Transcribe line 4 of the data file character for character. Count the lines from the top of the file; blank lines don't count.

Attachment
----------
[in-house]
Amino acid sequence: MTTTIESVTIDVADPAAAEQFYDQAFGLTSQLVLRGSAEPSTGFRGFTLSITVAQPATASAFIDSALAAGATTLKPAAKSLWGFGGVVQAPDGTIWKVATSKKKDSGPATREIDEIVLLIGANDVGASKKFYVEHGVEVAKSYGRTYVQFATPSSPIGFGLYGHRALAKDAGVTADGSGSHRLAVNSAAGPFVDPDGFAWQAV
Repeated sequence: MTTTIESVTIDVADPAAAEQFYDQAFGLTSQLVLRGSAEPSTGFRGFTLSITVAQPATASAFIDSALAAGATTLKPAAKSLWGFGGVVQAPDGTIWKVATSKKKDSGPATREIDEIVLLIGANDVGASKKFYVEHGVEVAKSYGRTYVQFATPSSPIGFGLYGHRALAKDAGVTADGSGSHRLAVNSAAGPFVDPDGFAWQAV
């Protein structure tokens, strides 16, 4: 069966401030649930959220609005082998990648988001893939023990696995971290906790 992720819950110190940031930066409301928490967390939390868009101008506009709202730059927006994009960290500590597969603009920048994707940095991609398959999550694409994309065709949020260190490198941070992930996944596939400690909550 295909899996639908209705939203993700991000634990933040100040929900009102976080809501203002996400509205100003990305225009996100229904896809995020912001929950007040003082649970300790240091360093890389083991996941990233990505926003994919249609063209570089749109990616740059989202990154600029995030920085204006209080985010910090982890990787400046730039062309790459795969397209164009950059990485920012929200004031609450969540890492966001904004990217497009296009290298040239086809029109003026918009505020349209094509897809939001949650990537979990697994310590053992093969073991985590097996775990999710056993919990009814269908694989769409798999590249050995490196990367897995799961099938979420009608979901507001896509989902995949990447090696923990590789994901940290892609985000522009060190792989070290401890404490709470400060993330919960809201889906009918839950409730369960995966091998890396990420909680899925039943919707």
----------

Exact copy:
């Protein structure tokens, strides 16, 4: 069966401030649930959220609005082998990648988001893939023990696995971290906790 992720819950110190940031930066409301928490967390939390868009101008506009709202730059927006994009960290500590597969603009920048994707940095991609398959999550694409994309065709949020260190490198941070992930996944596939400690909550 295909899996639908209705939203993700991000634990933040100040929900009102976080809501203002996400509205100003990305225009996100229904896809995020912001929950007040003082649970300790240091360093890389083991996941990233990505926003994919249609063209570089749109990616740059989202990154600029995030920085204006209080985010910090982890990787400046730039062309790459795969397209164009950059990485920012929200004031609450969540890492966001904004990217497009296009290298040239086809029109003026918009505020349209094509897809939001949650990537979990697994310590053992093969073991985590097996775990999710056993919990009814269908694989769409798999590249050995490196990367897995799961099938979420009608979901507001896509989902995949990447090696923990590789994901940290892609985000522009060190792989070290401890404490709470400060993330919960809201889906009918839950409730369960995966091998890396990420909680899925039943919707």